Category Archives: Plutarch

And the Plutarch Award Nominees Are…

Over at Biographers International Organization — a group I’m proud to be the president of for another three months — we’ve announced the ten nominees for the Plutarch Award, presented to the year’s best biography. This is the world’s only literary biography prize given to biography, by biographers, which makes it a pretty neat deal.

BIO takes the Plutarch very seriously.  In fact, last year, with an eye on — among other issues — the hubbub surrounding the hijacking of the Hugo Award, we decided to better define and add a bit of rigor to our own process for selecting the initial ten nominees.  For this year, then, we dug into our esteemed Advisory Board and tapped Douglas Brinkley (who counts biographer among his long list of accomplishments) to chair a distinguished panel of judges who were tasked with sorting through, reading, digesting, and discussing as many of the biographies published in 2015 as they possibly could. The result of their hard work is the so-called shortlist of ten nominees.

And what nominees they are. This year’s ten nominees, in alphabetical order by author, are:

  • Irrepressible: A Jazz Age Life of Henrietta Bingham by Emily Bingham (Farrar, Straus and Giroux)
  • Lady Bird and Lyndon: The Hidden Story of a Marriage, by Betty Boyd Caroli (Simon & Schuster)
  • Restless Ambition: Grace Hartigan, Painter, by Cathy Curtis (Oxford)
  • The President and the Apprentice: Eisenhower and Nixon 1952-1961,
       by Irwin F. Gellman (Yale)
  • Sam Phillips: The Man Who Invented Rock ’n’ Roll, by Peter Guralnick (Little, Brown)
  • Hannah Arendt: A Life in Dark Times by Anne Heller (New Harvest)
  • Empire of Self: A Life of Gore Vidal by Jay Parini (Doubleday)
  • Clementine: The Life of Mrs. Winston Churchill by Sonia Purnell (Viking)
  • Custer’s Trials: A Life on the Frontier of a New America by T.J. Stiles (Knopf)
  • Stalin’s Daughter: The Extraordinary and Tumultuous Life of Svetlana Alliluyeva, by Rosemary Sullivan (Harper)

That’s a pretty distinguished group of books. And here’s something else I really like about this list: we’ve got six books written by women, and five books about women. As Jim Henson might say: “Lovely.”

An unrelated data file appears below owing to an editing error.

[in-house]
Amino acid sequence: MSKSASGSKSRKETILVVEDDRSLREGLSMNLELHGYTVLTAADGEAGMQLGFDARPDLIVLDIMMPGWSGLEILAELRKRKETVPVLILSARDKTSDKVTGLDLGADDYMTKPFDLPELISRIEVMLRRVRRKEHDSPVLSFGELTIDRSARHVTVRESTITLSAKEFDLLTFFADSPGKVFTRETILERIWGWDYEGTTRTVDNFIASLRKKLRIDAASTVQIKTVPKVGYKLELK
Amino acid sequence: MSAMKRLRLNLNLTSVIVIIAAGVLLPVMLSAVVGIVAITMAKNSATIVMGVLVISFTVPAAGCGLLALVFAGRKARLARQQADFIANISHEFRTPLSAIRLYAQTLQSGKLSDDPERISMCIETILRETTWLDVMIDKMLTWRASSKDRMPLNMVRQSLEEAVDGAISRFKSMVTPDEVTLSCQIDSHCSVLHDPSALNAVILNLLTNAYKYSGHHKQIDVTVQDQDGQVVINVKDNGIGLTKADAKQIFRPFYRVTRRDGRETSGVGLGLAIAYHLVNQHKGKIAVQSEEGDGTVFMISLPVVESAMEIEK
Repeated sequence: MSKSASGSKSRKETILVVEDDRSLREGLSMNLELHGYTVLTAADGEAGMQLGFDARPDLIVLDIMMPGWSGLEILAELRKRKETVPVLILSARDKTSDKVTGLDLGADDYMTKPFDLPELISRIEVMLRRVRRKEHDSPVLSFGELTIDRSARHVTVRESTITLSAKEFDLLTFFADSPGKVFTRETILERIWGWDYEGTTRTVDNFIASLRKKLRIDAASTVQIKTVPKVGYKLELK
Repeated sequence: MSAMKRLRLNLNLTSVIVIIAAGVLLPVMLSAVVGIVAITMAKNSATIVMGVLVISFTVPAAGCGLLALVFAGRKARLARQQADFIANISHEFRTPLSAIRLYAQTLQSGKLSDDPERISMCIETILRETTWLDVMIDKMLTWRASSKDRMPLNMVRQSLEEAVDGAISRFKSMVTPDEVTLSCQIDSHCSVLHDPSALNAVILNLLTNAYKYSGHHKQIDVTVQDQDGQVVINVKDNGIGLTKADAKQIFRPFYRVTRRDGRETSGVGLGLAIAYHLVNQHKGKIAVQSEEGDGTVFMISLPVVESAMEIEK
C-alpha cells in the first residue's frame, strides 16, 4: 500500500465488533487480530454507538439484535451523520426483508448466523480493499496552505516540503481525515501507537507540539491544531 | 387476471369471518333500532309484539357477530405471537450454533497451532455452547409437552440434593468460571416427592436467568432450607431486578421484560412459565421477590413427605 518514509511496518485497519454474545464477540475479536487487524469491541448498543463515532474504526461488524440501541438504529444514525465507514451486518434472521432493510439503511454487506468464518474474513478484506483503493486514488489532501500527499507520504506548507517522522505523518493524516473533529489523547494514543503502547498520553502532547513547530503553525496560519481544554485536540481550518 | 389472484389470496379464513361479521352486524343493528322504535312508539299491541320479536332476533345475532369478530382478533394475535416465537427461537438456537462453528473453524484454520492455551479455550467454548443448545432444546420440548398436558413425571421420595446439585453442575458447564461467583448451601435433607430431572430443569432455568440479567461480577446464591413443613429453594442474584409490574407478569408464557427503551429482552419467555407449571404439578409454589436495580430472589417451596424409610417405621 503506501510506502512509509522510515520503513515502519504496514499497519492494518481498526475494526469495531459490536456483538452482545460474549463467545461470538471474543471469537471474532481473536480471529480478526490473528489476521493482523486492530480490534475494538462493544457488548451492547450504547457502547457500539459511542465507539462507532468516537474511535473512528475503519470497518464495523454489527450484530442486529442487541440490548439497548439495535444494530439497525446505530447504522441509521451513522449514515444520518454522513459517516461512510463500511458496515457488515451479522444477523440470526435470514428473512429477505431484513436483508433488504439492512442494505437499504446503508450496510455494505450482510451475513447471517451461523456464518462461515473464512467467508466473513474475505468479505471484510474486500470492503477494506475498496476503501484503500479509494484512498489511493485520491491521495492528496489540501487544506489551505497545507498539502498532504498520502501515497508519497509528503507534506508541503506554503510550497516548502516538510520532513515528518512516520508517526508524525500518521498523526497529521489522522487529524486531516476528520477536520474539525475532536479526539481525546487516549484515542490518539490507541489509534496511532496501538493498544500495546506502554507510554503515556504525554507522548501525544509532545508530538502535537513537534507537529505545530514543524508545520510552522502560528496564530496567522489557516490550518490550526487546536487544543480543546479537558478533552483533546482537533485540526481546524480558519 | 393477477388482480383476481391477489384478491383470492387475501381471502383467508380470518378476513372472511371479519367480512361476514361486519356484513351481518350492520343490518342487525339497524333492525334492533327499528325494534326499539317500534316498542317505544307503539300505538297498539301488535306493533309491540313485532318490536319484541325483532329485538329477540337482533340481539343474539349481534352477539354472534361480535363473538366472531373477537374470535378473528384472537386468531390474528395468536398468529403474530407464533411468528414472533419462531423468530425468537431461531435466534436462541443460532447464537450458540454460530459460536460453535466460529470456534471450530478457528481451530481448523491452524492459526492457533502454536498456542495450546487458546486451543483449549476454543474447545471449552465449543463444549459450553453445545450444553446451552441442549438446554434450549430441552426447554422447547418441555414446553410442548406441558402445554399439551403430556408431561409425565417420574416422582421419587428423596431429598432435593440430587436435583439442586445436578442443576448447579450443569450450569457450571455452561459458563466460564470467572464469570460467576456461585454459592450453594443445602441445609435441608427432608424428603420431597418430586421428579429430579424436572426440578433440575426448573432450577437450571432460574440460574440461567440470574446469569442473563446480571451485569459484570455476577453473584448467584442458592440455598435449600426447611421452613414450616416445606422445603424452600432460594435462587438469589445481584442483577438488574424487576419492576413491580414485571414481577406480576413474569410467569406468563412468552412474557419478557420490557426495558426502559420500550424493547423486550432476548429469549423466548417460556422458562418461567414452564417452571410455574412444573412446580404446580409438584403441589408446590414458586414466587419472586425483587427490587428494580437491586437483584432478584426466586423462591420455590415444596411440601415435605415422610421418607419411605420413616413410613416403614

Next, BIO’s Plutarch Committee will narrow the list to four finalists. Once those finalists have been selected, BIO members will get to vote for which of those four they think should be the Best Biography of the Year. We should receive that list in March, and the winner will be announced at the BIO Conference in June.

By the way, looking back at when I discussed the Plutarch last year at this time, I promised you I’d tell you who the winner was after the vote — and then I never came back and told you who that was.  It was Hermione Lee, for Penelope Fitzgerald: A Life.

Pulitzers and Plutarchs

The 2014 Pulitzer Prizes were announced yesterday, and I’m thrilled with the winners for a couple of reasons. First, as vice president of Biographers International Organization (BIO), I’m delighted that this year’s winner was BIO member Megan Marshall, for Margaret Fuller: A New American Life. Megan’s been a steady, supportive force in BIO for years, and I’m so thrilled for her — as the saying goes, it really couldn’t have happened to a nicer person. (And if you want an opportunity to congratulate Megan in person, she’ll be attending BIO’s annual conference on May 17, which you can sign up for right here. Just sayin’.)

Speaking of good things happening to nice people, here’s the second reason I’m thrilled for this year’s Pulitzer winners: my editor at Random House, Ryan Doherty, also happened to edit another pretty spectacular book released in 2013, Dan Fagin’s Toms River: A Story of Science and Salvation, which won the Pulitzer for Nonfiction.  As soon as I saw the announcement, I immediately sent Ryan an e-mail of congratulations, and completely stunned him, as he hadn’t even heard yet. To say I’m excited for Ryan would be an understatement; he’s a creative and hard-working editor, and I’m so pleased for him and Dan Fagin.

Meanwhile, back over at BIO, we’ve announced the ten nominees for the Plutarch Award, our annual prize given for the Best Biography of the Year. I’m honored and humbled to have Jim Henson among the nominees — and it’s such an interesting list that I’m going to reproduce the full roster of nominees here.* In alphabetical order by author, then, the nominees for Best Biography of 2013 are:

Lawrence in Arabia by Scott Anderson (Doubleday)

Bolivar: American Liberator by Marie Arana (Simon & Schuster)

Wilson by A. Scott Berg (Putnam)

The Kid: The Immortal Life of Ted Williams by Ben Bradlee, Jr. (Little,Brown)

Jonathan Swift: His Life And His World by Leo Damrosch (Yale)

Gabriele D’Annunzio: Poet, Seducer, and Preacher of War by Lucy Hughes-Hallet (Knopf)

Jim Henson: The Biography by Brian Jay Jones (Ballantine)

Holding On Upside Down: The Life And Work of Marianne Moore by Linda Leavell (Farrar, Straus & Giroux)

Book of Ages: The Life and Opinions of Jane Franklin by Jill Lepore (Knopf)

Robert Oppenheimer: A Life Inside the Center by Ray Monk (Doubleday)

Like the Nebula award, we turn the voting for the award over to our membership, and the winner will be announced at our conference on May 17.  I’ll be sure to let you know the winner at that time.

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* Disclaimer: while I’m an officer for BIO, I have no role in selecting the nominees for the Plutarch.